Let's face it predicting house price movements is like trying to forecast the British weather. You can have a vague clue from the available data, but you are likely to be onto a loser more often than not if you try to pin down how things will turn out in a given part of the country at a given time.

That doesn't stop us trying. For most of us having some clue is better than having none. Not everyone can be Rhett Butler about either house prices or the weather.

So, given the all that, why are the latest set of Rightmove figures - now showing two consecutive falls in asking prices of 1.2% and 1.8% - worth taking note of?

Well, partly because in previous months they appear to have been moving in a paradoxical direction, going up when most pointers were heading down.

But this was not unreasonable, as they measure asking prices not sale prices. So what they were suggesting was that in the face of falling sale prices, vendors were pushing up their prices.

This may have been vendors looking to give themselves more wriggle room to make discounts while getting close to their view of fair value, or perhaps to take a punt before exiting the market. Or they may genuinely have had higher expectations of the value of their homes than the market will take.

The mainenance of robust asking prices over many months despite falling prices does fit with the view that one reason for sales plummeting was the growing gap between buyers and sellers expectations of an acceptable price. In effect there was no "real" market.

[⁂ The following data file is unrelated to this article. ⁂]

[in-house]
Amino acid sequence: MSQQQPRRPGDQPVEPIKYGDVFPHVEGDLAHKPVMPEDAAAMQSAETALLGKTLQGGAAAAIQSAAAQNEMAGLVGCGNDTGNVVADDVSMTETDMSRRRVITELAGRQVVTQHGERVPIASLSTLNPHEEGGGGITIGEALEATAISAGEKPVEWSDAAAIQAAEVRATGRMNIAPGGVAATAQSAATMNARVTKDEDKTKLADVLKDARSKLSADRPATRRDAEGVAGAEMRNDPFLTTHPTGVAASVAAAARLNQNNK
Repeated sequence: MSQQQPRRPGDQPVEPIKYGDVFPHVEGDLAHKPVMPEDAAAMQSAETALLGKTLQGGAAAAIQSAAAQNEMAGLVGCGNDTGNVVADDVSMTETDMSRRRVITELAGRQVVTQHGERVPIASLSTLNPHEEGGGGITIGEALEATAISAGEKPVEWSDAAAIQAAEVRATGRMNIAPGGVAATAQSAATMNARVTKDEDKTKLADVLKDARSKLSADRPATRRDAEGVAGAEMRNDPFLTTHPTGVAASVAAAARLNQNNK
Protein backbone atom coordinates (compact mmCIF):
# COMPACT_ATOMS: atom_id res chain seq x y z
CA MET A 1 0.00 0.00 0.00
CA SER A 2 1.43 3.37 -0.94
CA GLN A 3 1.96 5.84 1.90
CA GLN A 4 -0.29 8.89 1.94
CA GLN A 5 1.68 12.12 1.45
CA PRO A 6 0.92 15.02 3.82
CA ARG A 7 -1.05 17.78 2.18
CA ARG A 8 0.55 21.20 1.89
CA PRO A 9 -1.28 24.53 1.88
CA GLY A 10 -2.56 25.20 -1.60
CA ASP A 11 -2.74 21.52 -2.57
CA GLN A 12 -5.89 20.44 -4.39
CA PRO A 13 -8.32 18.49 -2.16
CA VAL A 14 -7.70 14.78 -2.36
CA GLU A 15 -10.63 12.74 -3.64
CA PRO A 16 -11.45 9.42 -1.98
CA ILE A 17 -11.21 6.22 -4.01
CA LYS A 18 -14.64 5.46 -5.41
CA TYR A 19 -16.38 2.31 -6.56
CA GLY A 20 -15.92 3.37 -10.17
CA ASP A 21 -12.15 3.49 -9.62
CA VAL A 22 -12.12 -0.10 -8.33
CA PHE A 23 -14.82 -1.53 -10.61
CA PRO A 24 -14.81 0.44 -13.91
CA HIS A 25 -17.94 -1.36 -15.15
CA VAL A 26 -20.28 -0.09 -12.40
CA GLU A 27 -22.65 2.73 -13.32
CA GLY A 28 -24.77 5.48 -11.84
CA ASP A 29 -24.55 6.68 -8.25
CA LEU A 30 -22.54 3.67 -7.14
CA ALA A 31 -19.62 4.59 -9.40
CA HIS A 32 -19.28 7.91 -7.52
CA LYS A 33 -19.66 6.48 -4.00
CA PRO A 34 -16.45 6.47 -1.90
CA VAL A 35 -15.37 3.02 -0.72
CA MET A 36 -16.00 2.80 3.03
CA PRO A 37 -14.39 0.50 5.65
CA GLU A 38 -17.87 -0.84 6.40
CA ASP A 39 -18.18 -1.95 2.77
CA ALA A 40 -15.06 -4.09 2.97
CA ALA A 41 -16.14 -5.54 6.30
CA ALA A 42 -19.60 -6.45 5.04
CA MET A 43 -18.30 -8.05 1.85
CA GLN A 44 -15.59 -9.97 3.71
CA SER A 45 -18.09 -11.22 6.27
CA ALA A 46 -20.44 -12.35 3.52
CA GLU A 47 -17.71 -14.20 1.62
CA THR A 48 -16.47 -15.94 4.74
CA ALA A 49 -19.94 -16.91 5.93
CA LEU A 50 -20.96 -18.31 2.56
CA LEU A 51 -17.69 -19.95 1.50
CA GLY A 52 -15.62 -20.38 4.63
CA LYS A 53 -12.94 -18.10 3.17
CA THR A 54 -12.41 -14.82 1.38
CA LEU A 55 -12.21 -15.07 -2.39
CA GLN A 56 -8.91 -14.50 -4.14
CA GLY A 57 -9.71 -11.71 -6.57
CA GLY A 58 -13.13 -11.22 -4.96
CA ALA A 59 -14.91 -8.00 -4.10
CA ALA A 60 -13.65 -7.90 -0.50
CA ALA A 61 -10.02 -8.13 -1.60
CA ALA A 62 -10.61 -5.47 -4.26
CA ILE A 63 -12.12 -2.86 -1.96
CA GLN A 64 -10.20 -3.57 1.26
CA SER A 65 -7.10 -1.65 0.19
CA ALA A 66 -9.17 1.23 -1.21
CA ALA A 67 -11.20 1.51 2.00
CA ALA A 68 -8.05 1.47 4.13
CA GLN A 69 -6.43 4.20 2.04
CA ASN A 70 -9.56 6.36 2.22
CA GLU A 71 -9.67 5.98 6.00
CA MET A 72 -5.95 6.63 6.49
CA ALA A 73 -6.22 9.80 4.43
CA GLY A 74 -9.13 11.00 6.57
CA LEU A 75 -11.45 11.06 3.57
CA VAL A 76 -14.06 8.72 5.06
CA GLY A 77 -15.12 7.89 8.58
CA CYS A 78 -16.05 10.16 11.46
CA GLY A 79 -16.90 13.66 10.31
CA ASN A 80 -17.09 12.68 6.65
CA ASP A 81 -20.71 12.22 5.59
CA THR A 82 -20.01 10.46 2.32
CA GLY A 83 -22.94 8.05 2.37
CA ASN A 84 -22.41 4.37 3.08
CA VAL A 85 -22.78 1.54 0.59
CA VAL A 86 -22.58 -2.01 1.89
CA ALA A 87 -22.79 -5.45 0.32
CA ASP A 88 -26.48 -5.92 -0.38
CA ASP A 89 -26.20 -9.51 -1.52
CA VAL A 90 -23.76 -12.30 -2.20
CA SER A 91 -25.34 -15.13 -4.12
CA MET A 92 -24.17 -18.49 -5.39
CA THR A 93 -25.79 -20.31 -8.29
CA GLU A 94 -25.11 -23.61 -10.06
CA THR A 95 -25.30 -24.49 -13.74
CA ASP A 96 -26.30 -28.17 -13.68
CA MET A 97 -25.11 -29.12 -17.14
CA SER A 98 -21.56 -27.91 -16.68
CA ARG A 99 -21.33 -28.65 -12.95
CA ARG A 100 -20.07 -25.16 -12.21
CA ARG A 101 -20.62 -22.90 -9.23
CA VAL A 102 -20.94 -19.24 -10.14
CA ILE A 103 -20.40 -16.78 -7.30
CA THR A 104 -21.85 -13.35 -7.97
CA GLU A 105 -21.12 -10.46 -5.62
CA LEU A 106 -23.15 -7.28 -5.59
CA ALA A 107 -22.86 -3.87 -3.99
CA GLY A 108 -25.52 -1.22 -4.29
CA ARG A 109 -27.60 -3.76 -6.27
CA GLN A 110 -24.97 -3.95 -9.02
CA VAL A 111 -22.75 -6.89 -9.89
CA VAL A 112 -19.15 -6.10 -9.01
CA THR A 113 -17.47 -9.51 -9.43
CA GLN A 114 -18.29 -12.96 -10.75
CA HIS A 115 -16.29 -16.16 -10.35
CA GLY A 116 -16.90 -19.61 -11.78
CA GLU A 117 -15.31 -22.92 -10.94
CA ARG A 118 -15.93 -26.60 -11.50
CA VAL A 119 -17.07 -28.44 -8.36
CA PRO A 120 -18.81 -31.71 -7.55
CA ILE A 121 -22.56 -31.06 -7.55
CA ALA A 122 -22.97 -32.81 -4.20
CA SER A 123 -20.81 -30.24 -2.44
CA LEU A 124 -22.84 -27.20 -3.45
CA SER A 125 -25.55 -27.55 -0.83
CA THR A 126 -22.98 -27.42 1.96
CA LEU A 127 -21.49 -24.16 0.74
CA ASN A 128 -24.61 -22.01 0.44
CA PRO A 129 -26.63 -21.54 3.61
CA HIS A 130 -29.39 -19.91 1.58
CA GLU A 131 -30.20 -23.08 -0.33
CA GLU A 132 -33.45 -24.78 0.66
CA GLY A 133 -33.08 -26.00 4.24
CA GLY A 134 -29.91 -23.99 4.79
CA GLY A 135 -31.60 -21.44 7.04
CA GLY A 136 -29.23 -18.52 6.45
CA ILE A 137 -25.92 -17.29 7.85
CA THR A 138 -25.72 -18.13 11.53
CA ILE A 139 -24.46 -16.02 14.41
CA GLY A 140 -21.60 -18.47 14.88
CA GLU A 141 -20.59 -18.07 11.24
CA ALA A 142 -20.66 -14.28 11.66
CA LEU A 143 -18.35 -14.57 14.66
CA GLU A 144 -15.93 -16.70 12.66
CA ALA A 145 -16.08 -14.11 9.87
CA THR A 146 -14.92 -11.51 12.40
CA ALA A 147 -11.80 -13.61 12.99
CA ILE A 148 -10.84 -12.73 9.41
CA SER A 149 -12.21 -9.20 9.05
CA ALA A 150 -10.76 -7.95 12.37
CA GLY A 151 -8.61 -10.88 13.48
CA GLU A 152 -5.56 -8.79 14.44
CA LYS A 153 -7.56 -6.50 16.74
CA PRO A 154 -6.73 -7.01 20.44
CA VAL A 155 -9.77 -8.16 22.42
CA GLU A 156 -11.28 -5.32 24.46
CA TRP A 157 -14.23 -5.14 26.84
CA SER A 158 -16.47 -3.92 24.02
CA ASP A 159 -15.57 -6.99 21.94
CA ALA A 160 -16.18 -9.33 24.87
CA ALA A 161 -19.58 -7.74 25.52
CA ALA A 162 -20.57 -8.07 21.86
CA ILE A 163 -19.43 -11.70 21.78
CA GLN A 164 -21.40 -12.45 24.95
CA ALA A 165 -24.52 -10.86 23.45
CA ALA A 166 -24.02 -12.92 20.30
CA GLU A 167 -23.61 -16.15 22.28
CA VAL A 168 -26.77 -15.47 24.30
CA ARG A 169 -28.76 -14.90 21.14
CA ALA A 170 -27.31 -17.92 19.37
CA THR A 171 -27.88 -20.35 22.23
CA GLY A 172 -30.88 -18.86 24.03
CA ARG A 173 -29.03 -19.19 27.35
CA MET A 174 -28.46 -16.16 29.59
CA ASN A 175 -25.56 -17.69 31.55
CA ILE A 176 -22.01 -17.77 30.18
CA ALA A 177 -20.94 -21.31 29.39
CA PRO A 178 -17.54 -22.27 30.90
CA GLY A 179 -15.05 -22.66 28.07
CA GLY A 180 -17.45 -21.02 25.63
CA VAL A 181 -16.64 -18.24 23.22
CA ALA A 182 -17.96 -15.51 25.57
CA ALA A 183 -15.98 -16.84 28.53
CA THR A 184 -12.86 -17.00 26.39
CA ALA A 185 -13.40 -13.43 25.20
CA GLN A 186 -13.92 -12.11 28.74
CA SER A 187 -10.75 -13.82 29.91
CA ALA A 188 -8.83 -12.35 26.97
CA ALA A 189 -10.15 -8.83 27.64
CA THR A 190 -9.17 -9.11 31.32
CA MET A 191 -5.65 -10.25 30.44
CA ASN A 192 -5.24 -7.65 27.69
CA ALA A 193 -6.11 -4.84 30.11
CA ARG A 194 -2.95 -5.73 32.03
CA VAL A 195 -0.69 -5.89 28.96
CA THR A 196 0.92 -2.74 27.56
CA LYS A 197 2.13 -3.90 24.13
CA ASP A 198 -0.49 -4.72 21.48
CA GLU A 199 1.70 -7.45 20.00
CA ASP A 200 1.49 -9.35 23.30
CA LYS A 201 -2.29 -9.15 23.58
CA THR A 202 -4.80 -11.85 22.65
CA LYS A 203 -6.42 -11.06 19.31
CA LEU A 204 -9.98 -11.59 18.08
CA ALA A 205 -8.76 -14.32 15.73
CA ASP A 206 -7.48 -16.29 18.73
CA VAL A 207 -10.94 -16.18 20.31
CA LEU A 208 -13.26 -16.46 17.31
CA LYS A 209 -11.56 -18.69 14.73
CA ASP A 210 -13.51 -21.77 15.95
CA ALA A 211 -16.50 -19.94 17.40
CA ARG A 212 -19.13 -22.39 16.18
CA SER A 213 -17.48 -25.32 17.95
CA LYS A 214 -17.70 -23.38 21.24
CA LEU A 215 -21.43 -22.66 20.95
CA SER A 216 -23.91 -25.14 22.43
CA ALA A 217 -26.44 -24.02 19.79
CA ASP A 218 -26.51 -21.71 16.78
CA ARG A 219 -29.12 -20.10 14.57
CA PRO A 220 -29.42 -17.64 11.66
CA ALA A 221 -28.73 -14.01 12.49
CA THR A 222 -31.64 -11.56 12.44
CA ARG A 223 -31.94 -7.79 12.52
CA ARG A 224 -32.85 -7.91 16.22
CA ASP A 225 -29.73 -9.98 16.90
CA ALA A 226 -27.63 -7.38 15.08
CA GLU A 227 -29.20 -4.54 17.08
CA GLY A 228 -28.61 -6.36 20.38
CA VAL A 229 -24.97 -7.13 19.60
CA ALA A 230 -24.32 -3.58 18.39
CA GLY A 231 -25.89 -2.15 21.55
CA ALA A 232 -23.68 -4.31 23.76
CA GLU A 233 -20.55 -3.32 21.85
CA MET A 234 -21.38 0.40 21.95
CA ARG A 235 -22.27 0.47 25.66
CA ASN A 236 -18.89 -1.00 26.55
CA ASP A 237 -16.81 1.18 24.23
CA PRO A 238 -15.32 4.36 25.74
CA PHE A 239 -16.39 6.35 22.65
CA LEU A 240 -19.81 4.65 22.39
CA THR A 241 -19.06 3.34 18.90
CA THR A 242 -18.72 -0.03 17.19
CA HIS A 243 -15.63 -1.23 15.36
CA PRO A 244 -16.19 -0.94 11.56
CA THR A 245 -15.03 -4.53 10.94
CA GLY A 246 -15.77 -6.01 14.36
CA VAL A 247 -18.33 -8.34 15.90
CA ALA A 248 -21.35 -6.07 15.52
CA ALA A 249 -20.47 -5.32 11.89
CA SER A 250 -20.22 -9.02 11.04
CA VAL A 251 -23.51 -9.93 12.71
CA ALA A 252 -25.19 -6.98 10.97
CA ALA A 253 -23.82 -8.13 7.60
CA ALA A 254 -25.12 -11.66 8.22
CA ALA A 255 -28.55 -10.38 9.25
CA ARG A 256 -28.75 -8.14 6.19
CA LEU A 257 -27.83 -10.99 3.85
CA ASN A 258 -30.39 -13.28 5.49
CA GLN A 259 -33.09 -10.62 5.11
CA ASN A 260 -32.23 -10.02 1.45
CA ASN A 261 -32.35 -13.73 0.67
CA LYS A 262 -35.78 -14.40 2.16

If vendor expectations are really falling and they are prepared to take less than was otherwise the case, this may lead to more movement in the market. That would be a good thing as it is generally felt that the greatest hardship in the market at present is being caused by low levels of transactions.

There is of course the other way of looking at things, one that might loosely be described as the snowball effect. This would have it that once buyers smell blood they will be looking for ever lower prices in anticipation of further falls.

Either way, unless buyers' ability to buy improves markedly, which seems very unlikely in the short to medium term, vendors in pursuit of a swift sale may have to start reajusting themselves to just how much their house is worth. Which shouldn't be difficult in most cases, as it will still be a vast increase on what they paid for it.